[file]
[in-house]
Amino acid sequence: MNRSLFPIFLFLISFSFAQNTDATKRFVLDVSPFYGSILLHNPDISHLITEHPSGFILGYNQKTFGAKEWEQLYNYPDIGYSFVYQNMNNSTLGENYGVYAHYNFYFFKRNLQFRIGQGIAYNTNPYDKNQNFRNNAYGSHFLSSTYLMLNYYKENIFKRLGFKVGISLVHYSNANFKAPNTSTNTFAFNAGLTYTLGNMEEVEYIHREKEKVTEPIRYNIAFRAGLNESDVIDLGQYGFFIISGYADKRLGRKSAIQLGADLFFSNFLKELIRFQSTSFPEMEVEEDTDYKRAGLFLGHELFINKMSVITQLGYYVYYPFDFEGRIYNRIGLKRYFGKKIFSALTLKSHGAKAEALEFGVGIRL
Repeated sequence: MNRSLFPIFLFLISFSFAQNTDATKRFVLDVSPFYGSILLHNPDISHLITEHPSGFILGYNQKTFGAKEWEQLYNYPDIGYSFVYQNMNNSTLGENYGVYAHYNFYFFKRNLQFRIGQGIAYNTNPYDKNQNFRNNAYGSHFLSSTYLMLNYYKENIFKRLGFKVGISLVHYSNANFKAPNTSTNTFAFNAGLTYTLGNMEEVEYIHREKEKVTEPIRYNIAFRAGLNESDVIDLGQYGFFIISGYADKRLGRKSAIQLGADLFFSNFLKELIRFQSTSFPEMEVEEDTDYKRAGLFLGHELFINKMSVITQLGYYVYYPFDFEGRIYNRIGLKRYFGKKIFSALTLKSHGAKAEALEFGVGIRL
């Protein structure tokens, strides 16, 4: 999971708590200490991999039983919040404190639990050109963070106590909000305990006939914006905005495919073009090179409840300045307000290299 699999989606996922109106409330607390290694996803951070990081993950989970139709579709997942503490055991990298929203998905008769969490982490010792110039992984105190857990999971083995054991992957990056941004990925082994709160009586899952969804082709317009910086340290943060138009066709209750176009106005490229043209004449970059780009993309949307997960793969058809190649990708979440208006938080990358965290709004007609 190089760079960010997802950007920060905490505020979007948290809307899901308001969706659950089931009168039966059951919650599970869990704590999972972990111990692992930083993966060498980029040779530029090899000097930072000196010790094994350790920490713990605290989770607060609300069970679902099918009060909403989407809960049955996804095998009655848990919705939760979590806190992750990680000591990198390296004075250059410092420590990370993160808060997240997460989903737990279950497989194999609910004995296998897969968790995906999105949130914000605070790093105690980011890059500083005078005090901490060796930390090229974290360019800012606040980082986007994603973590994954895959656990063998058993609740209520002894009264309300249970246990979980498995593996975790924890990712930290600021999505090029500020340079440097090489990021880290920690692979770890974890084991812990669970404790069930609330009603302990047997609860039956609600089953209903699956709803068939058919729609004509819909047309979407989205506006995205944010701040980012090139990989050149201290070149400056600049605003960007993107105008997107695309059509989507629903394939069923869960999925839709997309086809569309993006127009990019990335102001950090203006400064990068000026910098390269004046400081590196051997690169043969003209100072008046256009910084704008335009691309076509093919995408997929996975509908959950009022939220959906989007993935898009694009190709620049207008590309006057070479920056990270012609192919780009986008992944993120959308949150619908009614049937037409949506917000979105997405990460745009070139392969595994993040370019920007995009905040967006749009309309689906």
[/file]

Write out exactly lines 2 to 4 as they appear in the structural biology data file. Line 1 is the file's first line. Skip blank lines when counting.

Amino acid sequence: MNRSLFPIFLFLISFSFAQNTDATKRFVLDVSPFYGSILLHNPDISHLITEHPSGFILGYNQKTFGAKEWEQLYNYPDIGYSFVYQNMNNSTLGENYGVYAHYNFYFFKRNLQFRIGQGIAYNTNPYDKNQNFRNNAYGSHFLSSTYLMLNYYKENIFKRLGFKVGISLVHYSNANFKAPNTSTNTFAFNAGLTYTLGNMEEVEYIHREKEKVTEPIRYNIAFRAGLNESDVIDLGQYGFFIISGYADKRLGRKSAIQLGADLFFSNFLKELIRFQSTSFPEMEVEEDTDYKRAGLFLGHELFINKMSVITQLGYYVYYPFDFEGRIYNRIGLKRYFGKKIFSALTLKSHGAKAEALEFGVGIRL
Repeated sequence: MNRSLFPIFLFLISFSFAQNTDATKRFVLDVSPFYGSILLHNPDISHLITEHPSGFILGYNQKTFGAKEWEQLYNYPDIGYSFVYQNMNNSTLGENYGVYAHYNFYFFKRNLQFRIGQGIAYNTNPYDKNQNFRNNAYGSHFLSSTYLMLNYYKENIFKRLGFKVGISLVHYSNANFKAPNTSTNTFAFNAGLTYTLGNMEEVEYIHREKEKVTEPIRYNIAFRAGLNESDVIDLGQYGFFIISGYADKRLGRKSAIQLGADLFFSNFLKELIRFQSTSFPEMEVEEDTDYKRAGLFLGHELFINKMSVITQLGYYVYYPFDFEGRIYNRIGLKRYFGKKIFSALTLKSHGAKAEALEFGVGIRL
């Protein structure tokens, strides 16, 4: 999971708590200490991999039983919040404190639990050109963070106590909000305990006939914006905005495919073009090179409840300045307000290299 699999989606996922109106409330607390290694996803951070990081993950989970139709579709997942503490055991990298929203998905008769969490982490010792110039992984105190857990999971083995054991992957990056941004990925082994709160009586899952969804082709317009910086340290943060138009066709209750176009106005490229043209004449970059780009993309949307997960793969058809190649990708979440208006938080990358965290709004007609 190089760079960010997802950007920060905490505020979007948290809307899901308001969706659950089931009168039966059951919650599970869990704590999972972990111990692992930083993966060498980029040779530029090899000097930072000196010790094994350790920490713990605290989770607060609300069970679902099918009060909403989407809960049955996804095998009655848990919705939760979590806190992750990680000591990198390296004075250059410092420590990370993160808060997240997460989903737990279950497989194999609910004995296998897969968790995906999105949130914000605070790093105690980011890059500083005078005090901490060796930390090229974290360019800012606040980082986007994603973590994954895959656990063998058993609740209520002894009264309300249970246990979980498995593996975790924890990712930290600021999505090029500020340079440097090489990021880290920690692979770890974890084991812990669970404790069930609330009603302990047997609860039956609600089953209903699956709803068939058919729609004509819909047309979407989205506006995205944010701040980012090139990989050149201290070149400056600049605003960007993107105008997107695309059509989507629903394939069923869960999925839709997309086809569309993006127009990019990335102001950090203006400064990068000026910098390269004046400081590196051997690169043969003209100072008046256009910084704008335009691309076509093919995408997929996975509908959950009022939220959906989007993935898009694009190709620049207008590309006057070479920056990270012609192919780009986008992944993120959308949150619908009614049937037409949506917000979105997405990460745009070139392969595994993040370019920007995009905040967006749009309309689906």